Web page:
You have a project that requires plastic parts. You did your homework and found a reputable shop to help you determine the feasibility of using custom injection molding to produce the parts. Now you’ll need to give the injection molding shop some specific information to ensure that you’ll be getting exactly what you want.
While there might be (and probably will be) additional information that you’ll be asked to provide throughout the project, here are the five essential items that the plastic injection mold shop will need from you so they can give you an accurate quote:
1. A CAD drawing or a sample part
Everyone should be familiar with that old idiom “The devil is in the details.” Well, the details, as they pertain to your part, must be properly communicated, or you could end up disappointed in the results. Hand-drawn prints are somewhat a relic from the past. They might still work to get a ballpark estimate, but need to be CAD files for detailed quoting purposes. CAD drawings are required for translating dimensions for the mold design and the manufacturing of the mold. With today’s technology, sample parts can be scanned to provide an accurate 3D CAD model. Unless you are supplying your own mold, your injection mold shop will be depending on you for the details of your part.
2. How the part will be used
The injection molding company that’s quoting your part needs to understand how it’s going to be used. Why? Knowing the application will help them to make recommendations on the material and the color to be used and perhaps even give you some design suggestions. Here are some questions that you should answer before requesting a quote:
· Will the parts be used outside?
· How much impact will they sustain?
· Will there be excessive wear and tear on the parts?
When you give the mold shop this application information up front, you help to eliminate unpleasant surprises somewhere down the road.
3. The type of material and Color
To the uninitiated, plastic is plastic. But you probably already know there are tens of thousands of grades of plastic from which to choose. These available varieties come with a wide range of prices. So, you can end up paying a lower price per pound for commonly used grades and a much higher price per pound for the highly engineered variety.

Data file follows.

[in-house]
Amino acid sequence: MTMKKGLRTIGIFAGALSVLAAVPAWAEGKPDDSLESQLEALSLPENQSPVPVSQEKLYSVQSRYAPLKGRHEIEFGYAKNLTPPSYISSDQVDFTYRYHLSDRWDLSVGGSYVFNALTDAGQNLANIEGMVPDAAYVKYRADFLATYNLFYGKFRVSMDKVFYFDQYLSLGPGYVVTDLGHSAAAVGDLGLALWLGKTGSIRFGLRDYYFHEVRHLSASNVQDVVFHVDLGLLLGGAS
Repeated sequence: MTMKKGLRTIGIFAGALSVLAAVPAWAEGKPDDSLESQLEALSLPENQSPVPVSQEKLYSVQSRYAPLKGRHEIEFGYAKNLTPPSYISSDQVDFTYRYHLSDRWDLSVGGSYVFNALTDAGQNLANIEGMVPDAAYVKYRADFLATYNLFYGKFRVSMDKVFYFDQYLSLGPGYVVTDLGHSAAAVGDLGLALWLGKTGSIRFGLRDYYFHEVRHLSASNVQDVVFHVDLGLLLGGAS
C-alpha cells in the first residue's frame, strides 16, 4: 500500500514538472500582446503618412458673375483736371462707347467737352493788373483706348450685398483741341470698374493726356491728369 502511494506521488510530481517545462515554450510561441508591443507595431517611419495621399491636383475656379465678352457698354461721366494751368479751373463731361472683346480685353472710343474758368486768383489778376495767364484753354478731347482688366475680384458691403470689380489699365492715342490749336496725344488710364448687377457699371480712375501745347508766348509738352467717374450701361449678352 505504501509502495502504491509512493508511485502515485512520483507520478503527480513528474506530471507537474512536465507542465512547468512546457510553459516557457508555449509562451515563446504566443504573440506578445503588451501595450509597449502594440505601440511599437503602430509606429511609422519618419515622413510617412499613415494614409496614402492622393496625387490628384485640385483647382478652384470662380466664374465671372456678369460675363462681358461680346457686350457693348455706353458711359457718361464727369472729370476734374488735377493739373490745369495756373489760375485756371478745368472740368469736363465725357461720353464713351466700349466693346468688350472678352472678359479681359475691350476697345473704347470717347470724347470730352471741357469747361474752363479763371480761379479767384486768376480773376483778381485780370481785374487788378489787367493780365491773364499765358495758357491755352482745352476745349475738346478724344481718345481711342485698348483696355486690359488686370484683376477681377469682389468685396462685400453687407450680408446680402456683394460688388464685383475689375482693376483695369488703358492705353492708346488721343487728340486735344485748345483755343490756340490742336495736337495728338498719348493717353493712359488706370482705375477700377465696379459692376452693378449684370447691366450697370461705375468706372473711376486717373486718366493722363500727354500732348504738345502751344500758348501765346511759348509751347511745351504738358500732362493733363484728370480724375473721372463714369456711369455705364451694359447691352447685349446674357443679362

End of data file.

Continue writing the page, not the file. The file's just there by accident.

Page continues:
It’s easy to see that assuming the wrong grade of plastic will scuttle the chance for an accurate plastic injection molding estimate. If you’re not sure, discuss things with the mold shop. They can make suggestions that will keep you from over-engineering and wasting money.
4. How many parts you’ll be producing
You should be able to estimate how many parts you’ll need each year. When the tool and die shop quotes your mold, two factors will have a significant impact on the price: What material will be used to manufacture the mold, and how many cavities will be built into the mold. If your annual quantities are high, your injection mold tooling costs will be higher since more cavities and hardened tool steel molds will cost more. But your price per piece will be lower because of the extra cavities, and your tool steel mold will have a much longer life.
5. A list of secondary operations, if any
You should inform your chosen mold shop of any secondary operations that will be required. Depending on what those operations entail, the shop may be able to complete them and save you the expense and inconvenience of going elsewhere for them. Assembly and packaging are examples of secondary operations that many shops would be willing to take on. Again, you could lower your per-piece cost with what you save on handling costs alone. Be sure to include these secondary operations on your request for quote.
Planning for plastic injection molding can be confusing for even experienced manufacturers. Let us help you through the process by clearing up some of the confusion. Call SEA-LECT Plastics @ (425) 339-0288 or email email@example.com for consultation.